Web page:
For the first 162 years of America's existence, marijuana was totally legal and hemp was a common crop. But during the 1930s, the U.S. government and the media began spreading outrageous lies about marijuana, which led to its prohibition. Some headlines made about marijuana in the 1930s were: "Marijuana: The assassin of youth." "Marijuana: The devil's weed with roots in hell." "Marijuana makes fiends of boys in 30 days." "If the hideous monster Frankenstein came face to face with the monster marijuana, he would drop dead of fright." In 1936, the liquor industry funded the infamous movie titled Reefer Madness. This movie depicts a man going insane from smoking marijuana, and then killing his entire family with an ax. This campaign of lies, as well as other evidence, have led many to believe there may have been a hidden agenda behind Marijuana Prohibition. Shortly before marijuana was banned by The Marijuana Tax Act of 1937, new technologies were developed that made hemp a potential competitor with the newly-founded synthetic fiber and plastics industries. Hemp's potential for producing paper also posed a threat to the timber industry . Evidence suggests that commercial interests having much to lose from hemp competition helped propagate reefer madness hysteria, and used their influence to lobby for Marijuana Prohibition. It is not known for certain if special interests conspired to destroy the hemp industry via Marijuana Prohibition, but enough evidence exists to raise the possibility.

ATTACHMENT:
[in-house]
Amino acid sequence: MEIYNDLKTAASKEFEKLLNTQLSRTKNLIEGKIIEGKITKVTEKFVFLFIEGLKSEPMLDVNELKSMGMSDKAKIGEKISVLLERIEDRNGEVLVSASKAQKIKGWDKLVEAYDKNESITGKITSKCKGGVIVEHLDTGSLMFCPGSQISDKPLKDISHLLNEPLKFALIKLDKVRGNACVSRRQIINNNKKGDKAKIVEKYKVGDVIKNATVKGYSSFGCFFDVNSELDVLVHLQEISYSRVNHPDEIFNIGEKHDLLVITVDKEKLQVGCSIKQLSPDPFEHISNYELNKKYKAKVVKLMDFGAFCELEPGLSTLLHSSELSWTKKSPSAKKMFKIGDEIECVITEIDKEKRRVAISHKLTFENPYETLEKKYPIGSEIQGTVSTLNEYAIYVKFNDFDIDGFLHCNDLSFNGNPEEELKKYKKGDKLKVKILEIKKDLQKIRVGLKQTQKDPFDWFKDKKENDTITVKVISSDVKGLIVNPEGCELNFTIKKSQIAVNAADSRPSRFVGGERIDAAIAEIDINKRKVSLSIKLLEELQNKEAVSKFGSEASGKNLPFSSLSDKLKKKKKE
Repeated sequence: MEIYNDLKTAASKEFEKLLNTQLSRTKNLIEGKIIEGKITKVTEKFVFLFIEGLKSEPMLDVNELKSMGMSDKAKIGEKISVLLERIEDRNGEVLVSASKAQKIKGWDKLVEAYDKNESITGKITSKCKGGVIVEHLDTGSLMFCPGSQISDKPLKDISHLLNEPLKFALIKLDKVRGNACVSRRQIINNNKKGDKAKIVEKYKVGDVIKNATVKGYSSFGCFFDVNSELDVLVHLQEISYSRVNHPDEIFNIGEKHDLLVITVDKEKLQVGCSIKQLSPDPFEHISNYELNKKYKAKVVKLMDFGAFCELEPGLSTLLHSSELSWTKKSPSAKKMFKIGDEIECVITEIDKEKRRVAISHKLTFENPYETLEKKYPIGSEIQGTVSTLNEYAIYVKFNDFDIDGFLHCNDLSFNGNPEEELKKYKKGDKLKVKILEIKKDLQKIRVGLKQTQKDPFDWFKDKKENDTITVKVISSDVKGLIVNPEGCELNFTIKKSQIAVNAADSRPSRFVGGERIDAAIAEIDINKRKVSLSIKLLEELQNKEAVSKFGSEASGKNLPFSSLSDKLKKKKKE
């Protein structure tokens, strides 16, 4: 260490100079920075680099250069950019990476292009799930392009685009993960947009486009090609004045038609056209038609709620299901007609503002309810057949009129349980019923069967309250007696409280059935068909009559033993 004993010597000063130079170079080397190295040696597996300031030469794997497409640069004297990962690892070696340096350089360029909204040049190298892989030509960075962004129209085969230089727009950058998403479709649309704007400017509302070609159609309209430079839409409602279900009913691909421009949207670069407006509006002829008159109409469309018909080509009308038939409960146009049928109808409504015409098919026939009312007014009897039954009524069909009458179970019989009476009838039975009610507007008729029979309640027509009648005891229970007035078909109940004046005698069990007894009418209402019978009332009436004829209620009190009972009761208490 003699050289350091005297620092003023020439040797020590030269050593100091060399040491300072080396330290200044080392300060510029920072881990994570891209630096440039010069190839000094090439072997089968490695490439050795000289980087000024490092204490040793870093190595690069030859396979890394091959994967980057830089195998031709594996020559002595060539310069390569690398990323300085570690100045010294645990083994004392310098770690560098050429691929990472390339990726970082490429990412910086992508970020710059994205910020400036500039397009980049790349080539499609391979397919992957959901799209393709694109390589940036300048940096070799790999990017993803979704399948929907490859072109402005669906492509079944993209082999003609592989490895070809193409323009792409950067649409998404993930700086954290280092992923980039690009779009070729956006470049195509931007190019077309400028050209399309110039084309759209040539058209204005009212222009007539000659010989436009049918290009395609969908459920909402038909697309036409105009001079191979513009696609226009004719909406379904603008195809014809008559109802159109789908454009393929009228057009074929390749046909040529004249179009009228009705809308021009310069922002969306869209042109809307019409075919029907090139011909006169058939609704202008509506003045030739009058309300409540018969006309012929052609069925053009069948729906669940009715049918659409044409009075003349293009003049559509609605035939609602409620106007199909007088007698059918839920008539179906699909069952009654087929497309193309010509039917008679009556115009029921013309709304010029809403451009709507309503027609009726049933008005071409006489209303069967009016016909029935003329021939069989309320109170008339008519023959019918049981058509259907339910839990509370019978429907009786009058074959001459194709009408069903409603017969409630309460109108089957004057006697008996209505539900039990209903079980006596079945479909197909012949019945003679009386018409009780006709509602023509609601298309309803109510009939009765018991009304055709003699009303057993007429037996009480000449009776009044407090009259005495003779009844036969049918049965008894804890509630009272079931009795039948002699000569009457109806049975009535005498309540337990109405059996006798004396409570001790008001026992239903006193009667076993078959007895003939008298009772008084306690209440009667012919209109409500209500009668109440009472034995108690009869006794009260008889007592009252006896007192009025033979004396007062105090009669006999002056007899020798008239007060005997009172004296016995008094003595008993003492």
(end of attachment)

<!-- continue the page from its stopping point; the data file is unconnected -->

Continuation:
After Alcohol Prohibition ended in 1933, funding for the Federal Bureau of Narcotics (now the Drug Enforcement Administration) was reduced. The FBN's own director, Harry J. Anslinger, then became a leading advocate of Marijuana Prohibition. In 1937 Anslinger testified before Congress in favor of Marijuana Prohibition by saying: "Marijuana is the most violence causing drug in the history of mankind." "Most marijuana smokers are Negroes, Hispanics, Filipinos and entertainers. Their Satanic music, jazz and swing, result from marijuana usage. This marijuana causes white women to seek sexual relations with Negroes." Marijuana Prohibition is founded on lies and rooted in racism, prejudice, and ignorance. Just as politicians believed Harry J. Anslinger to be a marijuana expert in 1937, many people still believe law enforcement officials are marijuana experts. In reality, law enforcement officials have no expert knowledge of marijuana's medical or health effects, but they do represent an industry that receives billions of tax dollars to enforce Marijuana Prohibition.
Before the government began promoting reefer madness hysteria during the 1930s, the word marijuana was a Mexican word that was totally absent from the American vocabulary. In the 1930s, Americans knew that hemp was a common, useful, and harmless crop. It is extremely unlikely anyone would have believed hemp was dangerous, or would have believed stories of hemp madness. Thus, the words marijuana and reefer were substituted for the word hemp in order to frighten the public into supporting Hemp Prohibition. Very few people realized that marijuana and hemp came from the same plant species; thus, virtually nobody knew that Marijuana Prohibition would destroy the hemp industry.